Chelanga’s finish time is now one of the fastest in the world at the 10,000-meter distance, and there is little doubt that Neirobi-born runner will keep shifting gears to stay up at the front of the pack in the future.
Only a college sophomore so far, Chelanga has plans on dominating the rest of this track season in preparation for the NCAA Outdoor Nationals, where he and Oregon’s Galen Rupp will once again duel it out for the title.
PreRaceJitters.com sat down with Sam Chelanga to ask him about his recent record setting race, and what the future bodes for him this season.
PRJ: This past weekend at the Brutus Hamilton Invitational you ran 27:28.48, setting a new collegiate record in the 10,000. What were you thoughts immediately after crossing the finish line?
SC: I was amazed, because I wasn’t expecting to win the race, given the tough competition.
PRJ: Was breaking the collegiate record on your mind going into the race? If so, what was your race strategy going into the race?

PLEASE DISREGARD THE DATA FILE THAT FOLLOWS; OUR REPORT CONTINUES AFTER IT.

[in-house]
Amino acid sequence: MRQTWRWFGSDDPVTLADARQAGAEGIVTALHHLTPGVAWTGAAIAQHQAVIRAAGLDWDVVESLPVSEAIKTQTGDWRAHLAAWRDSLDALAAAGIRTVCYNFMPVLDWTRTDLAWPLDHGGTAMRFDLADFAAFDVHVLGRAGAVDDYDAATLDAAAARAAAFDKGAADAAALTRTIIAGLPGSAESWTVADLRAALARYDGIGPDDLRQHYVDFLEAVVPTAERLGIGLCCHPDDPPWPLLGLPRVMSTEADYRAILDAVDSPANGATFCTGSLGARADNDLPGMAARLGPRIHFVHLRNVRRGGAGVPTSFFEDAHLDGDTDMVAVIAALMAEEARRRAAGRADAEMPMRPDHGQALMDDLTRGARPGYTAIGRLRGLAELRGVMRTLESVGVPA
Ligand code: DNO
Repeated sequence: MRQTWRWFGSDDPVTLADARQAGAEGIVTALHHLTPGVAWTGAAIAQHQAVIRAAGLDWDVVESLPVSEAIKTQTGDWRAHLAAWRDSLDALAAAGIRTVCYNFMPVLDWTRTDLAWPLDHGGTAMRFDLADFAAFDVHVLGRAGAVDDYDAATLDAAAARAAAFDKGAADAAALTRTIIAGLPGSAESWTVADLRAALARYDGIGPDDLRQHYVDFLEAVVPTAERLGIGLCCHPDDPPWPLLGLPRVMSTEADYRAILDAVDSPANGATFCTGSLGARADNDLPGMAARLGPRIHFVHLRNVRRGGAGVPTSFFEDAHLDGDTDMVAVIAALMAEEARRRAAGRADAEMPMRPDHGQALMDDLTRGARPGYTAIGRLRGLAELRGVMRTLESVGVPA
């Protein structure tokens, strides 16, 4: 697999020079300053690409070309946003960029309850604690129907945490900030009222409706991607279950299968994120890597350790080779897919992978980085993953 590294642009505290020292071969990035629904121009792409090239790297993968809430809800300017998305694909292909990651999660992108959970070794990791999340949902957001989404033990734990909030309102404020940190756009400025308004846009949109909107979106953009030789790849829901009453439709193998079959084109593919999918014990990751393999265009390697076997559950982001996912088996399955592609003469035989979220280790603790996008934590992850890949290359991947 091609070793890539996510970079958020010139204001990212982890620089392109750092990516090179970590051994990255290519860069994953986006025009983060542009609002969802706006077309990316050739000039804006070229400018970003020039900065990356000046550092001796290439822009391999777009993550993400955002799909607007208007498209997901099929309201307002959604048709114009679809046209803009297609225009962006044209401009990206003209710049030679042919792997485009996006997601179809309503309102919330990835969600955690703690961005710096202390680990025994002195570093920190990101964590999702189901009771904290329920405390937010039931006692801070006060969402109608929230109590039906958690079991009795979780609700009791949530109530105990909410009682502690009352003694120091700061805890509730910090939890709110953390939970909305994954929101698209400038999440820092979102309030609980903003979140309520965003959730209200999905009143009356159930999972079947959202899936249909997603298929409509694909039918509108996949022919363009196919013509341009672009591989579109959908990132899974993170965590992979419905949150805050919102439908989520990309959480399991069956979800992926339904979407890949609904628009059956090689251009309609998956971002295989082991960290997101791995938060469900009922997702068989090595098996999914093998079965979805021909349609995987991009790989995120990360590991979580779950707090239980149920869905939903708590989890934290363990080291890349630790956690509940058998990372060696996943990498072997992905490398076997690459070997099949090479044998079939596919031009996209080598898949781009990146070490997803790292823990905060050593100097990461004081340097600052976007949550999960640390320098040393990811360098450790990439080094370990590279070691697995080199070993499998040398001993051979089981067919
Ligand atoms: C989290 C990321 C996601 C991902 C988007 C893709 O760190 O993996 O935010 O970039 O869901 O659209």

SC: No, it wasn’t. I had never run anywhere close to the collegiate record. I was just aiming for a nice PR.
PRJ: Did the race unfold as you had planned? Were you waiting for the moment that you ran ahead of the pack with Collis Birmingham, and poured on the kick for the win?
SC: My plan was to sit back behind the leaders, and that went smoothly until the last three laps. Then, I thought maybe I should try to push the last couple laps. The kick was spontaneous and wasn’t planned at all.
PRJ: We are at the midway point in the outdoor season and you’ve already run 27:28.48, so far. What does this race say about what you can achieve at the 10K this season?